Torture in Captivity
Balakliya district resident Anatoliy Tutov has described to journalists from Dani-Info, a local media outlet, what happened during his detention when Russia occupied the Balakliya district (Kharkiv Region). A businessman, Anatoliy served as a deputy on the Balakliya district council: first, he stood for the All-Ukrainian Union “Svoboda” (Freedom); latterly he was elected as a candidate of the Ukrainian Association of Patriots or ‘UKROP’ (dillweed, to use its nickname).
Relatives needed regular medical care, so he and his wife could not leave them behind and remained in Balakliya (26,334; 2022 est.). For the first few months the invaders left Anatoliy and his family alone. In August, however, they came to pick him up. According to Anatoliy, the men were fighters of the Donetsk and Luhansk “people’s republics”. They searched his apartment, found and seized his savings, and then asked if he could guess why they were arresting him? “Because I belonged to the ‘Dillweed’ Party, apparently,” he replied.
Arrest and detention
After his unlawful arrest, Anatoliy says, he was given a vicious beating. The first day he was kicked, punched and hit with rods. When the disfigured businessman was brought back to the cell, the other prisoners tried to cheer him up: their captors would probably leave him alone the next day. However, Anatoliy was beaten up the following day, as well. His entire body, he recalls, was one big bruise. The ‘interrogations’ were conducted, he believes, by men from Ingushetia: they looked and talked like people from the small North Caucasian republic.
The first two times Anatoliy was ‘interrogated’, his tormentors asked him nothing — they just threatened and beat him. A uniformed soldier appeared at the third interrogation. He also looked like a North Caucasian but spoke with a pure Russian accent [Chechen, tr.]. He asked Anatoliy about the ‘Nazis’, his former Ukrop Party colleagues, and about life in general.
Then the soldier showed Anatoliy a photograph in which he could be seen, attending a funeral mass for those killed during the February 2014 Revolution of Dignity: Anatoliy was an organiser of the Euromaidan Protest, the soldier said accusingly, in Kyiv and elsewhere. The photos were taken, Anatoliy knew, by former policeman Oleg Kalaida, a turncoat who later joined the enemy.
If Anatoliy was silent or did not answer their questions, they beat and threatened him: they fired a hunting rifle next to him, put a knife to his throat and said they’d skin him alive.
Threats and torture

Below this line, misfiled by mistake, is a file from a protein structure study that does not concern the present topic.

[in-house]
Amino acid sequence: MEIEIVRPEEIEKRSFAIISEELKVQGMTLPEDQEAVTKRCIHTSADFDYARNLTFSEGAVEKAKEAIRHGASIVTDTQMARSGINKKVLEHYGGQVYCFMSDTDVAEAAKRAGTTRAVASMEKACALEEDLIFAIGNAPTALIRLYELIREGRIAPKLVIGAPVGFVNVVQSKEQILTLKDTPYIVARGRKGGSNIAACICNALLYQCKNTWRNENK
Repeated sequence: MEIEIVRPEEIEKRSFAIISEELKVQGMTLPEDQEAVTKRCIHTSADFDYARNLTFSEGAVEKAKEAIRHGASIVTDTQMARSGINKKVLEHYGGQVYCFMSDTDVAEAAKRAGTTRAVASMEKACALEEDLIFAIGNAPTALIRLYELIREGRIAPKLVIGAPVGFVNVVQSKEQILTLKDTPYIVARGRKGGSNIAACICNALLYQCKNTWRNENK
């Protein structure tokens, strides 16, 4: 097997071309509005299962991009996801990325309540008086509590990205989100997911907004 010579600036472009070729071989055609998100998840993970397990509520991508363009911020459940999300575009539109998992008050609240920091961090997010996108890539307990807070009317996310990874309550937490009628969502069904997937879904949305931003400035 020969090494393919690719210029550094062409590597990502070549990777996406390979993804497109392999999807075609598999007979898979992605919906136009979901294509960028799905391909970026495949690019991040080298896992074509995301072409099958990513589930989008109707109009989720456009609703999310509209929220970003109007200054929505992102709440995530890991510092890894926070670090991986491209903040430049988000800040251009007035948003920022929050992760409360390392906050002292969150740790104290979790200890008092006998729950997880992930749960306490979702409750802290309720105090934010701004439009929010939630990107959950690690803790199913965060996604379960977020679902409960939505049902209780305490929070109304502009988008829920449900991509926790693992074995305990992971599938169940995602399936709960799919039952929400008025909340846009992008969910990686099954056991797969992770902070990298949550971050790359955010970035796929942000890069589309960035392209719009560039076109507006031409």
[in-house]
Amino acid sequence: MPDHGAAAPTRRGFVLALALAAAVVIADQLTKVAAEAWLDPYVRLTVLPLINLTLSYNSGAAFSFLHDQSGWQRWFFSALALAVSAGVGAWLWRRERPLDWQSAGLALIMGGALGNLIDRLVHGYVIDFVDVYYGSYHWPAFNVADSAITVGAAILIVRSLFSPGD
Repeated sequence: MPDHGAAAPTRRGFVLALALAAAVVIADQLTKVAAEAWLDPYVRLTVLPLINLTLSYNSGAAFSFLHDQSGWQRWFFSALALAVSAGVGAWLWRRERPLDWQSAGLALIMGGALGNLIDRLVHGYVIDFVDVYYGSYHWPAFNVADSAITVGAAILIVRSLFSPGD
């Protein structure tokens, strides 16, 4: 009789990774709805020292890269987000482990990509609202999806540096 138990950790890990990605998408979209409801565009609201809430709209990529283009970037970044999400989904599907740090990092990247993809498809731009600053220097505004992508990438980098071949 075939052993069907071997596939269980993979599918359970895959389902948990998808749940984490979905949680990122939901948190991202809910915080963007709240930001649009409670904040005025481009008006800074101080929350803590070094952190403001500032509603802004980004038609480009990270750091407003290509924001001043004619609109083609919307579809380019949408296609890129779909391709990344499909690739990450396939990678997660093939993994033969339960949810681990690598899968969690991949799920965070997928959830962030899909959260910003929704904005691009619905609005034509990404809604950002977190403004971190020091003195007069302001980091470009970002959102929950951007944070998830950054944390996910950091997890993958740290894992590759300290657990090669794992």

Those unlawfully detained were even beaten in their cell. A soldier often came to see them, said Anatoliy, kicked all the detainees and said this was his “favourite” cell. Anatoliy suffered a broken rib and numerous contusions of his internal organs.
At one of his regular interrogations, the soldier saw a cross hanging from his neck: “Are you a Christian, then?” I am, replied Anatoliy: I’ve been wearing that cross since I was born. The soldier began mocking him: I’ll turn you into a Muslim, he said. When Anatoliy refused to change his religion, he was beaten once more. This time he lost consciousness and only came round when his tormentor tipped a bucket of water over him.
There were various forms of mental and physical torture. Anatoliy was forced to jump and cry, “He who jumps not, is a Muscovite!” He was made to loudly sing the Ukrainian national anthem and to shout various patriotic slogans. If he fell down, they attached two wires to his body: “Lower you head, and you’re done for!” they threatened. The torture continued without stop for 90 minutes. Then the invaders demanded money. “Share what you’ve got with good people!” they said, pressing a knife against different parts of his body and threatening to cut them off.
There were times, Anatoliy admits, when he asked his tormentors to stop the mistreatment and kill him outright. His body was one big wound, and the slightest touch provoked an unbearable pain.
They introduced ‘stool-pigeons’ into the cell, who tried to wheedle information out of Anatoliy and his fellow prisoners.
The stream of unlawfully detained people was large and steady, he says. They didn’t just come from the town but from the surrounding villages as well. The detainees supported each other as best they could, to lessen their daily suffering if only slightly.
As we have noted before, Russian soldiers have often resorted to such forms of interrogation and torture in the various territories they temporarily occupy. This is evidence of a systematic approach. Their former detainees frequently recall being tortured with electric shocks and suffering physical and psychological violence (including mock executions).
As of 10 April 2023, the Kharkiv Human Rights Protection Group (KHPG) has provided legal aid to the victims of such crimes in six hundred cases. Some cases (58) concern torture during detention; some (130) concern the search for Prisoners of War; 185 deal with civilian deaths and 227 cases are concerned with injuries sustained by civilians. Some victims are additionally receiving psychological and charitable support. The KHPG has also made 34 Submissions to various UN Human Rights agencies.
Our contact telephone numbers: Kharkiv — (+380-50) 505-1415 and (+380-50) 405-3015; Kyiv — (+380-50) 555-2795.